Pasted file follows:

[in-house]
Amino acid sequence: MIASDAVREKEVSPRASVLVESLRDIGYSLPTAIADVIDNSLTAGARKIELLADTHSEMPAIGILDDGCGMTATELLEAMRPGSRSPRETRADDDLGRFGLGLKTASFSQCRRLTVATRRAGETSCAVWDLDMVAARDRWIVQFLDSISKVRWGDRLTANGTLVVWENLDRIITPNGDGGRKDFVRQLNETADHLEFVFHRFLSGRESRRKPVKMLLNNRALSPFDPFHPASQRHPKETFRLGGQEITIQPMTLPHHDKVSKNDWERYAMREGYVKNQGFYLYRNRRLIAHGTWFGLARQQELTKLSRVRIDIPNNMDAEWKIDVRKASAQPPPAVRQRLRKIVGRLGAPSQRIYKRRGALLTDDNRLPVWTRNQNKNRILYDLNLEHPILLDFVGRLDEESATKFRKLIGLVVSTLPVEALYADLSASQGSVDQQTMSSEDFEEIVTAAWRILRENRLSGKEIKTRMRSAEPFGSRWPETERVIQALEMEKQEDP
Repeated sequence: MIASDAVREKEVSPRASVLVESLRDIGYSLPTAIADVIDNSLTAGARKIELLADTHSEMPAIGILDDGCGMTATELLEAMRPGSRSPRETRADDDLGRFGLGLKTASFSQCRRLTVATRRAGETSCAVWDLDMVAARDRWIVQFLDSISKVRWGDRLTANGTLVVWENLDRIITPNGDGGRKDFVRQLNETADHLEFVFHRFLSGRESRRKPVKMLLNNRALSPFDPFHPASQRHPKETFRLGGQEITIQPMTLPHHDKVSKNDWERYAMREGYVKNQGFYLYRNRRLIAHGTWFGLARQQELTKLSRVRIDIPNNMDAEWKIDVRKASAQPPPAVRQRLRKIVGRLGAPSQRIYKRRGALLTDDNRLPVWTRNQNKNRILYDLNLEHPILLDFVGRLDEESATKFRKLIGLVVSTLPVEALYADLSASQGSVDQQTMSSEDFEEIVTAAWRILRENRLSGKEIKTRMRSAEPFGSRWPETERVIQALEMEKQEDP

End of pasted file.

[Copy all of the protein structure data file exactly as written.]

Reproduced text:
[in-house]
Amino acid sequence: MIASDAVREKEVSPRASVLVESLRDIGYSLPTAIADVIDNSLTAGARKIELLADTHSEMPAIGILDDGCGMTATELLEAMRPGSRSPRETRADDDLGRFGLGLKTASFSQCRRLTVATRRAGETSCAVWDLDMVAARDRWIVQFLDSISKVRWGDRLTANGTLVVWENLDRIITPNGDGGRKDFVRQLNETADHLEFVFHRFLSGRESRRKPVKMLLNNRALSPFDPFHPASQRHPKETFRLGGQEITIQPMTLPHHDKVSKNDWERYAMREGYVKNQGFYLYRNRRLIAHGTWFGLARQQELTKLSRVRIDIPNNMDAEWKIDVRKASAQPPPAVRQRLRKIVGRLGAPSQRIYKRRGALLTDDNRLPVWTRNQNKNRILYDLNLEHPILLDFVGRLDEESATKFRKLIGLVVSTLPVEALYADLSASQGSVDQQTMSSEDFEEIVTAAWRILRENRLSGKEIKTRMRSAEPFGSRWPETERVIQALEMEKQEDP
Repeated sequence: MIASDAVREKEVSPRASVLVESLRDIGYSLPTAIADVIDNSLTAGARKIELLADTHSEMPAIGILDDGCGMTATELLEAMRPGSRSPRETRADDDLGRFGLGLKTASFSQCRRLTVATRRAGETSCAVWDLDMVAARDRWIVQFLDSISKVRWGDRLTANGTLVVWENLDRIITPNGDGGRKDFVRQLNETADHLEFVFHRFLSGRESRRKPVKMLLNNRALSPFDPFHPASQRHPKETFRLGGQEITIQPMTLPHHDKVSKNDWERYAMREGYVKNQGFYLYRNRRLIAHGTWFGLARQQELTKLSRVRIDIPNNMDAEWKIDVRKASAQPPPAVRQRLRKIVGRLGAPSQRIYKRRGALLTDDNRLPVWTRNQNKNRILYDLNLEHPILLDFVGRLDEESATKFRKLIGLVVSTLPVEALYADLSASQGSVDQQTMSSEDFEEIVTAAWRILRENRLSGKEIKTRMRSAEPFGSRWPETERVIQALEMEKQEDP